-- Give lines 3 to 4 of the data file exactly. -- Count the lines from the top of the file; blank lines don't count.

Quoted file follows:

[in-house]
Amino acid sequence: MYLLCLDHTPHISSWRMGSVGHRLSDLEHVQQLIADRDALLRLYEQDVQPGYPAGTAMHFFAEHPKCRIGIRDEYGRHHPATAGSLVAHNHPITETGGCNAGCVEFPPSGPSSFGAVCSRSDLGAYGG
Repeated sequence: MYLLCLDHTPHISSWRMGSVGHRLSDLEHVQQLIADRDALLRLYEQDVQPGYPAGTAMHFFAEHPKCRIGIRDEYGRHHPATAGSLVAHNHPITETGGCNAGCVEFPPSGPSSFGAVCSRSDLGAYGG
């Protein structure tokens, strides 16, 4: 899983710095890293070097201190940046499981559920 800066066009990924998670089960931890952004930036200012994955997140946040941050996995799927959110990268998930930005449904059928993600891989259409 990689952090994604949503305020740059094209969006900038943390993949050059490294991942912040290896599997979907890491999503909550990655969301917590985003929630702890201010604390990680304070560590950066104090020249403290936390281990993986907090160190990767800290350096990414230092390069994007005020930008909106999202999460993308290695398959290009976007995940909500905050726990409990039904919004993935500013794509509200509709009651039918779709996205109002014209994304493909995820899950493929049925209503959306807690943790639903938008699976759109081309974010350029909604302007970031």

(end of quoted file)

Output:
Repeated sequence: MYLLCLDHTPHISSWRMGSVGHRLSDLEHVQQLIADRDALLRLYEQDVQPGYPAGTAMHFFAEHPKCRIGIRDEYGRHHPATAGSLVAHNHPITETGGCNAGCVEFPPSGPSSFGAVCSRSDLGAYGG
């Protein structure tokens, strides 16, 4: 899983710095890293070097201190940046499981559920 800066066009990924998670089960931890952004930036200012994955997140946040941050996995799927959110990268998930930005449904059928993600891989259409 990689952090994604949503305020740059094209969006900038943390993949050059490294991942912040290896599997979907890491999503909550990655969301917590985003929630702890201010604390990680304070560590950066104090020249403290936390281990993986907090160190990767800290350096990414230092390069994007005020930008909106999202999460993308290695398959290009976007995940909500905050726990409990039904919004993935500013794509509200509709009651039918779709996205109002014209994304493909995820899950493929049925209503959306807690943790639903938008699976759109081309974010350029909604302007970031």